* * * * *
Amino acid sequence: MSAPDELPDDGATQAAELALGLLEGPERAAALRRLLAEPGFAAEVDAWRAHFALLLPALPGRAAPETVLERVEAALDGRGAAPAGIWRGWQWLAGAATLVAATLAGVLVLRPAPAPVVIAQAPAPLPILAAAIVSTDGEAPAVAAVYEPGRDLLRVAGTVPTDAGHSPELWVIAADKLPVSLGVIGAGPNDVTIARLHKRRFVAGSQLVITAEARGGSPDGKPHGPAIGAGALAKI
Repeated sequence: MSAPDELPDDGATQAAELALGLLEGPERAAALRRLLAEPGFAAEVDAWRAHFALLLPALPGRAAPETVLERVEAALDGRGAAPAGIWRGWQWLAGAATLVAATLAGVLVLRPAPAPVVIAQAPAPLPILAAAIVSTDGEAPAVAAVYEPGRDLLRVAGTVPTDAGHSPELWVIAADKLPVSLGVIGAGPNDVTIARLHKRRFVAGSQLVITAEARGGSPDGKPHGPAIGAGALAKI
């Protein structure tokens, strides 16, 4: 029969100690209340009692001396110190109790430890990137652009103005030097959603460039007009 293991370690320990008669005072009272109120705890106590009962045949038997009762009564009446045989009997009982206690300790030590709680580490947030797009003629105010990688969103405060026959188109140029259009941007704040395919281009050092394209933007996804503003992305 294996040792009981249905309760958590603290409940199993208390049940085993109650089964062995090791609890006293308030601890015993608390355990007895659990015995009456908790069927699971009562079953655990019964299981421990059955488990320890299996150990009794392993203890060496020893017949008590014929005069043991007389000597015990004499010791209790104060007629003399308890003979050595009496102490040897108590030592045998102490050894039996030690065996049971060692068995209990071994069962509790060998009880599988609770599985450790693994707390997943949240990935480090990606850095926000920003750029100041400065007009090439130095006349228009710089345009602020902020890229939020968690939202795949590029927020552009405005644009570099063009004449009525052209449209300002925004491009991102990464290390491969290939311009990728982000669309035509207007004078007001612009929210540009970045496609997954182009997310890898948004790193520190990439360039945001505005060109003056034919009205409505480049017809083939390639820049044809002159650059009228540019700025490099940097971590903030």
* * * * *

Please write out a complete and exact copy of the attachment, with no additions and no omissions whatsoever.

Amino acid sequence: MSAPDELPDDGATQAAELALGLLEGPERAAALRRLLAEPGFAAEVDAWRAHFALLLPALPGRAAPETVLERVEAALDGRGAAPAGIWRGWQWLAGAATLVAATLAGVLVLRPAPAPVVIAQAPAPLPILAAAIVSTDGEAPAVAAVYEPGRDLLRVAGTVPTDAGHSPELWVIAADKLPVSLGVIGAGPNDVTIARLHKRRFVAGSQLVITAEARGGSPDGKPHGPAIGAGALAKI
Repeated sequence: MSAPDELPDDGATQAAELALGLLEGPERAAALRRLLAEPGFAAEVDAWRAHFALLLPALPGRAAPETVLERVEAALDGRGAAPAGIWRGWQWLAGAATLVAATLAGVLVLRPAPAPVVIAQAPAPLPILAAAIVSTDGEAPAVAAVYEPGRDLLRVAGTVPTDAGHSPELWVIAADKLPVSLGVIGAGPNDVTIARLHKRRFVAGSQLVITAEARGGSPDGKPHGPAIGAGALAKI
């Protein structure tokens, strides 16, 4: 029969100690209340009692001396110190109790430890990137652009103005030097959603460039007009 293991370690320990008669005072009272109120705890106590009962045949038997009762009564009446045989009997009982206690300790030590709680580490947030797009003629105010990688969103405060026959188109140029259009941007704040395919281009050092394209933007996804503003992305 294996040792009981249905309760958590603290409940199993208390049940085993109650089964062995090791609890006293308030601890015993608390355990007895659990015995009456908790069927699971009562079953655990019964299981421990059955488990320890299996150990009794392993203890060496020893017949008590014929005069043991007389000597015990004499010791209790104060007629003399308890003979050595009496102490040897108590030592045998102490050894039996030690065996049971060692068995209990071994069962509790060998009880599988609770599985450790693994707390997943949240990935480090990606850095926000920003750029100041400065007009090439130095006349228009710089345009602020902020890229939020968690939202795949590029927020552009405005644009570099063009004449009525052209449209300002925004491009991102990464290390491969290939311009990728982000669309035509207007004078007001612009929210540009970045496609997954182009997310890898948004790193520190990439360039945001505005060109003056034919009205409505480049017809083939390639820049044809002159650059009228540019700025490099940097971590903030």